Since Reunification with Mainland China on the 1st itself as a world class tax planning jurisdiction enjoying many of the benefits of being part of China but a part of China having recourse to the business friendly ex-British common law system, favourable tax treaties with many external countries but most importantly a unique and very favourable 'territorial' tax system, which basically means that companies' need only pay Hong Kong corporate tax (itself only 16%) on those sums derived from either business or management carried out in Hong Kong - In effect, this means that the effective tax rate for many Hong Kong based companies can be as little as 4% or lower. In the case of the SCF Group, we can provide full local management and control facilities, banking, chartered accountant stewardship and accountancy maintenance to trial balance ready for future auditing
Rating 4.5 Stars
The 2013 Cypriot bailout was undoubtedly the most dramatic of the 'peripheral' country bailouts with depositors being bailed in and the financial sector left in absolute pandemonium. At the time of writing, the long-term consequences of the German led moves are not known but this firm is strongly of the belief that in effect sequestrating depositor's money from the banks, has set an awful precedent and one that may eventually lead to the collapse of the Euro but only time will tell. For now, the SCF Group does not recommend using Cypriot banks for liquid sums larger than €100,000.00 but would say that notwithstanding the recent calamitous events it still retains the benefit of EU Directives and Regulations, a common law system, an English speaking business community and a still competitive 12.5% corporate tax rate together with its historically advantageous tax treaties with the former COMECON countries in Eastern Europe.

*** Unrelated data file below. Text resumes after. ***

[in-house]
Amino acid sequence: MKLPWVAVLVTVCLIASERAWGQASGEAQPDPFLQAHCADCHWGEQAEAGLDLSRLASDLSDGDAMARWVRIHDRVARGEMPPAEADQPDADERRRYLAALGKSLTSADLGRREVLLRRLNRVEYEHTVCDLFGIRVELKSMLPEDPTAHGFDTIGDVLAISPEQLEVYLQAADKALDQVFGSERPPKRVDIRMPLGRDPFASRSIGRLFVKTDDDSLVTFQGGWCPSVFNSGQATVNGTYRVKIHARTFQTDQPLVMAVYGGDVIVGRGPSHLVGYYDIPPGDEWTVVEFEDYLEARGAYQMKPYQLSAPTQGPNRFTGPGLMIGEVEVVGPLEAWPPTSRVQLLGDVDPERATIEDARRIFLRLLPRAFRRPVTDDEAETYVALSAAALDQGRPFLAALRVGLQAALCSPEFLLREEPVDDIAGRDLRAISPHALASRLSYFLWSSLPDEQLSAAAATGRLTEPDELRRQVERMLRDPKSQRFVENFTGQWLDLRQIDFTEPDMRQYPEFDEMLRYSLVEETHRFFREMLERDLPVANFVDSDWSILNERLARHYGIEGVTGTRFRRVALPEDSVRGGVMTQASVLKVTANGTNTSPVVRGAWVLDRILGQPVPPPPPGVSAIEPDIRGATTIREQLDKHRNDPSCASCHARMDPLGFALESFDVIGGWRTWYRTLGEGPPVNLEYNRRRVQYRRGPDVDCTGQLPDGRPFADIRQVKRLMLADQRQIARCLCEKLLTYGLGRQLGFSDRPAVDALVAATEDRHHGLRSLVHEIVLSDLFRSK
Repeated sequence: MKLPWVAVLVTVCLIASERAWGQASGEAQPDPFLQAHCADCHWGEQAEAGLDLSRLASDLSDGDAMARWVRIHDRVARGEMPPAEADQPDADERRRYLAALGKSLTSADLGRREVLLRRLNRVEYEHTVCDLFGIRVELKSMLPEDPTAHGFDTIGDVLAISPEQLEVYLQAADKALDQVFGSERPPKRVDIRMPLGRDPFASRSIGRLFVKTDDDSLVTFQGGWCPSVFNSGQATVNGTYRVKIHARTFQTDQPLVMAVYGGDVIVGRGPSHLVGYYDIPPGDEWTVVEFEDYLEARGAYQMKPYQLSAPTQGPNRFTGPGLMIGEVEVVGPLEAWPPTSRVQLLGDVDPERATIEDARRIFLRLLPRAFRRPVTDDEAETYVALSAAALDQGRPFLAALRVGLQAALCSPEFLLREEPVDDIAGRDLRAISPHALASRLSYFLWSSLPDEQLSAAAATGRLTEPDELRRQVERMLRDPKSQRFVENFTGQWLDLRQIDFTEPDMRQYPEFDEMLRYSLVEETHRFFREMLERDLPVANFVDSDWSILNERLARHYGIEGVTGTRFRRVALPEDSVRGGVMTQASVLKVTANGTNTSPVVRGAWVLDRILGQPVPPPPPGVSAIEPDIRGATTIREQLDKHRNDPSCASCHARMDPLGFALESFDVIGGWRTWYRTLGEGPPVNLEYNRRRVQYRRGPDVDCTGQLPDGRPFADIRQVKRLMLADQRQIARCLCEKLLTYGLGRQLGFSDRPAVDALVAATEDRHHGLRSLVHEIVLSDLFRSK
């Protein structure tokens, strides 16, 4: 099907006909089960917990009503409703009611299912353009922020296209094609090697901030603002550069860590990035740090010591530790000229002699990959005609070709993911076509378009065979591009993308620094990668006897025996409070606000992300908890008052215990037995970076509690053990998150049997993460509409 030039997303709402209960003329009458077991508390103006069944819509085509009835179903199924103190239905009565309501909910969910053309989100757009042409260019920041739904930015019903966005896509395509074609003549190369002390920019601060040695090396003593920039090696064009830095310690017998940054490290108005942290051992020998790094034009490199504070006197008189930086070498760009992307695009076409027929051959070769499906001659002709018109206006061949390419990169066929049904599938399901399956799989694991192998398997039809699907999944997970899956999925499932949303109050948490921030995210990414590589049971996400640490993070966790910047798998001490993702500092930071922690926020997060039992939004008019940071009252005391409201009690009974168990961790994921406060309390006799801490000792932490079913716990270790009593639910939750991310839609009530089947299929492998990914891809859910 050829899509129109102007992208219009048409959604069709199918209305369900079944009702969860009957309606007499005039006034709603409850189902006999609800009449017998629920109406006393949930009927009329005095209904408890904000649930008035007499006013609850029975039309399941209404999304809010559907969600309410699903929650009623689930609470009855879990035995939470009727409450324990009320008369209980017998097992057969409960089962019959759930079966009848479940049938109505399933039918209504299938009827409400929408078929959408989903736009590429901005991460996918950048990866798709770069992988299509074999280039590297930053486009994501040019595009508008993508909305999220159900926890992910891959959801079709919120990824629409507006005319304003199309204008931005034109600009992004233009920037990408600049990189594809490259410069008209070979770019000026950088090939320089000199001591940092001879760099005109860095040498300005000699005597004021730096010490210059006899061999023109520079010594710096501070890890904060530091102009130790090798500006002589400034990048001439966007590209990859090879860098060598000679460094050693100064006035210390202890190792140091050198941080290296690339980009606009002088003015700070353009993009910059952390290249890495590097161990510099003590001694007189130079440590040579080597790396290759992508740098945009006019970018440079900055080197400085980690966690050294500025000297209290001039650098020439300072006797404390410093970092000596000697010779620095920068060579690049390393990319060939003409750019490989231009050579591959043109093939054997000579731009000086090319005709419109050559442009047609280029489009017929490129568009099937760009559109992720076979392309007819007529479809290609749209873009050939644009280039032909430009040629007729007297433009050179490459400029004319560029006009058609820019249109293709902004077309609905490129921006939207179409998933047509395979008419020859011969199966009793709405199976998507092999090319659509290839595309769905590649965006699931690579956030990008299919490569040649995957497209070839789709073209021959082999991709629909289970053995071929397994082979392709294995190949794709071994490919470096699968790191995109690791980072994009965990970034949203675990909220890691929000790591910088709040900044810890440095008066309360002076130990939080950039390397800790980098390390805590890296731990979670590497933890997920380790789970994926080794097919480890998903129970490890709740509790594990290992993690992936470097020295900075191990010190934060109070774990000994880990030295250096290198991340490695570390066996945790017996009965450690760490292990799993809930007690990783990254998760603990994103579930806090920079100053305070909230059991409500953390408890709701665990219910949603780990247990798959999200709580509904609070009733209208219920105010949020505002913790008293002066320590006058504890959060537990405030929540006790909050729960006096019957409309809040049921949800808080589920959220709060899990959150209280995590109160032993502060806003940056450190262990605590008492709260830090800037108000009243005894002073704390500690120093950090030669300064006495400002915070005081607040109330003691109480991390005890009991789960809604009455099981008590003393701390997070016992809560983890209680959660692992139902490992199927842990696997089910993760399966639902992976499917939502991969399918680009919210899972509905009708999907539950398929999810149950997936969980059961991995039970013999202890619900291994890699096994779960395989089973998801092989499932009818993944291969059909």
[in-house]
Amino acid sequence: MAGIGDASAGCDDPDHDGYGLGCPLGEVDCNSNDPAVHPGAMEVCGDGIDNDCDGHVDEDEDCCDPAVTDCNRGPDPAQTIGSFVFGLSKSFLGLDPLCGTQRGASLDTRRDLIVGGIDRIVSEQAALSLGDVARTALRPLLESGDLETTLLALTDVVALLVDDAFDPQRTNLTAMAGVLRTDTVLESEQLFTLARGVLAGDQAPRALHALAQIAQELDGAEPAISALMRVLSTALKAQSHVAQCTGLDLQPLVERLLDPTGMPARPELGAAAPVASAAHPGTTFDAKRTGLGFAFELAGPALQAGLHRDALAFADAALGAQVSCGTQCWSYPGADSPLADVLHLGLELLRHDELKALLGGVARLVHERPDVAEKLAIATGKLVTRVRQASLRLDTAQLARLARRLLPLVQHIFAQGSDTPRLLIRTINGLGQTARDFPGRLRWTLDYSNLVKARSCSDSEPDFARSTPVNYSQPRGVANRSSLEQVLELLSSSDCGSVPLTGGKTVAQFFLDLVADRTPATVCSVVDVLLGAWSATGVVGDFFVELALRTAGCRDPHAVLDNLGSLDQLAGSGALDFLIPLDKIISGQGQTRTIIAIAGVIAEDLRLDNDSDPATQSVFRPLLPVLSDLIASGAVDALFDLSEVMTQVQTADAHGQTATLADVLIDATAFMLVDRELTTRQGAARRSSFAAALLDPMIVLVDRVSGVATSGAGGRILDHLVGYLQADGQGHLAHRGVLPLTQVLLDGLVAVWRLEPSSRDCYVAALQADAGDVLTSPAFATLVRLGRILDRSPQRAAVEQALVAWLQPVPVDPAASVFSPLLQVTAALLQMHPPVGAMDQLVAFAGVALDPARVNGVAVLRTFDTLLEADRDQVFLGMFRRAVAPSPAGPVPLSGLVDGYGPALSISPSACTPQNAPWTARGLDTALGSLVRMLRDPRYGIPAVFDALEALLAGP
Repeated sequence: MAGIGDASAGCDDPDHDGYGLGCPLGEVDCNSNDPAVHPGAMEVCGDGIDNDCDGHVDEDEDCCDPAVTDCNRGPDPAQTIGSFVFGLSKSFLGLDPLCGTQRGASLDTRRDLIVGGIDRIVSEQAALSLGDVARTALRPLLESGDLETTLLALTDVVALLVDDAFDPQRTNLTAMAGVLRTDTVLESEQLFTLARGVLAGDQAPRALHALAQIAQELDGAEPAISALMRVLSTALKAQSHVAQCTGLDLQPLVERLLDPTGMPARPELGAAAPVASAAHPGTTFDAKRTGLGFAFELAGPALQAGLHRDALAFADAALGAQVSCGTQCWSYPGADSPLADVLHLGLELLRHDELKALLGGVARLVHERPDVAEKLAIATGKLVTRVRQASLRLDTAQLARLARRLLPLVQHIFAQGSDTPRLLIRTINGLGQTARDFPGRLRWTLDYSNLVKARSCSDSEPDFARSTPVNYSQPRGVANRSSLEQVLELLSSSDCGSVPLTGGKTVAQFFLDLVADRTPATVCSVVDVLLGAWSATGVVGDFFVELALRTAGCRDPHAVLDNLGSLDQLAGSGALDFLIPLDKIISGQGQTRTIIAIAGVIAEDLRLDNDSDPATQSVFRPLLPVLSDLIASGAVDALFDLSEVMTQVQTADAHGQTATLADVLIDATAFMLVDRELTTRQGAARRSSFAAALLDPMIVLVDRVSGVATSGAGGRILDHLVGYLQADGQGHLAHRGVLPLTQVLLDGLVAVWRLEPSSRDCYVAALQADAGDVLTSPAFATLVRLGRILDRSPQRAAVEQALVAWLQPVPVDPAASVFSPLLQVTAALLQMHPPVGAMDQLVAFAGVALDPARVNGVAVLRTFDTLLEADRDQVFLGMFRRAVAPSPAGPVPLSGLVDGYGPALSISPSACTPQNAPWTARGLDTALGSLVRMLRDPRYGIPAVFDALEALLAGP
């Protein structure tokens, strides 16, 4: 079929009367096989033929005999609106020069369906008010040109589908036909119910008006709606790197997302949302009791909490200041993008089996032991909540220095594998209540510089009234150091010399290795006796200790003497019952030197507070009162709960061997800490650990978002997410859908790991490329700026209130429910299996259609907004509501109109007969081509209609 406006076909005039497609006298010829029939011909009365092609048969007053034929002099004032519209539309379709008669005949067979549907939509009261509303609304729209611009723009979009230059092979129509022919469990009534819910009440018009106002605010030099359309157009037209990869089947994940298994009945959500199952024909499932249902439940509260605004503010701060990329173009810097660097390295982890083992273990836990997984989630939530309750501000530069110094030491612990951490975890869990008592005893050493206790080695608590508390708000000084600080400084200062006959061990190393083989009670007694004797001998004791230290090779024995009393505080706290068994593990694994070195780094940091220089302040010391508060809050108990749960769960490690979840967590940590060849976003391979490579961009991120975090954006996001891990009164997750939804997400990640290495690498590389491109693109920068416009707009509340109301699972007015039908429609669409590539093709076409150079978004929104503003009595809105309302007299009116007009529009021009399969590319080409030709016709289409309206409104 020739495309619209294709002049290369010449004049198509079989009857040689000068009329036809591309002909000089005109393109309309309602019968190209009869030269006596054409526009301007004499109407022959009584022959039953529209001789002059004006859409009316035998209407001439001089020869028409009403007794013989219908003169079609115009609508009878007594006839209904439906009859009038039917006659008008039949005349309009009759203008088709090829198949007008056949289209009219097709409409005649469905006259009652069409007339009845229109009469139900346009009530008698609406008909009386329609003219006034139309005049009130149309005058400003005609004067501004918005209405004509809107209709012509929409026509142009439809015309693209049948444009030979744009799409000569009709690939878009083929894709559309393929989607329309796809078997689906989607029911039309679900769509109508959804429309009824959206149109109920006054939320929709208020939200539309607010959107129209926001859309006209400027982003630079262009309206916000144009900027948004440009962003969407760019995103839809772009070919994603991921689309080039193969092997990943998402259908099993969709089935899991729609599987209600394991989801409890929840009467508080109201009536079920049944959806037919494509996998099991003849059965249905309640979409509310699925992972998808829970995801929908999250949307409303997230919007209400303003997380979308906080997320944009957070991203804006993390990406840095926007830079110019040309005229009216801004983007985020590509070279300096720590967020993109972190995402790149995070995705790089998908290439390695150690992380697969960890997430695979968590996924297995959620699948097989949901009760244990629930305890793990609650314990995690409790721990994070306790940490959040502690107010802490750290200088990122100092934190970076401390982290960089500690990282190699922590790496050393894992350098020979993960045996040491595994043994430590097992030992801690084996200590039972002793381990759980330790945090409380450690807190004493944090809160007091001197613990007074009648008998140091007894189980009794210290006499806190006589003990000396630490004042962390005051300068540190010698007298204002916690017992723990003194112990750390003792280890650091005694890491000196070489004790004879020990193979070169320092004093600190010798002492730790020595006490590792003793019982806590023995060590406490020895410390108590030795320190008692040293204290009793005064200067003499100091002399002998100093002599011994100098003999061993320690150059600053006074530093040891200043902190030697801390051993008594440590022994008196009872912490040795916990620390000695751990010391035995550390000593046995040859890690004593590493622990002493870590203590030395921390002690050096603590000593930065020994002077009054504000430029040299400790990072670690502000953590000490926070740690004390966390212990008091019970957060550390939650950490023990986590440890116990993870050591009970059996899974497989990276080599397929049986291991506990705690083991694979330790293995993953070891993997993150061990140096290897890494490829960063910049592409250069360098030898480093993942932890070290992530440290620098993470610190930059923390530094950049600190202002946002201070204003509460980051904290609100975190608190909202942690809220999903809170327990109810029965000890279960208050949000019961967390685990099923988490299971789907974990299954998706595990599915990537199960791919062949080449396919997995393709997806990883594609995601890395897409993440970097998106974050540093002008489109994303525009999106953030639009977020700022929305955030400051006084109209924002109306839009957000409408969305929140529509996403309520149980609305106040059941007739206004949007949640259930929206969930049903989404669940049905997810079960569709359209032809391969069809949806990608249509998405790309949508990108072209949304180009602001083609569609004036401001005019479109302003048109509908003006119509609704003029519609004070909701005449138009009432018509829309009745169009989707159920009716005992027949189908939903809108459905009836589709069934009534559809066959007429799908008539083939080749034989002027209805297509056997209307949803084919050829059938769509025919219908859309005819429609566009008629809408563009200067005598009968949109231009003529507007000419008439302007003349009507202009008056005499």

Rating 3.5 Stars
Tax Haven Jurisdictions
Tax Haven jurisdictions do not normally enjoy tax treaty benefits and are often 'black listed'. In most cases, companies located in these jurisdictions are not subject to variable taxes, but pay an annual duty and/or franchise tax. In some cases, they can have bearer shares and provide a higher degree of confidentiality than is possible in a tax-planning jurisdiction but save for holding they are coming under increasing disclosure pressure from cash starved countries around the world.
Offshore or Tax Haven companies are not normally suitable for dividends, royalties or interest (because they are generally subject to full withholding taxes) receipts or especially for trading purposes (for anti-avoidance legislation reasons). Tax havens are nevertheless very cost effective and generally operate free of local corporate tax exposure and are still regularly employed in tax planning structures or in the Developing World where anti-avoidance provisions are not as sophisticated as in the West. There are also very popular when registering vessels around the World with some of the leading Tax Havens including:
(a) The British Virgin Islands,
(b) The Bahamas,
(d) The Isle of Man,
(f) Guernsey and
(g) Gibraltar but see also Tax Haven Jurisdictions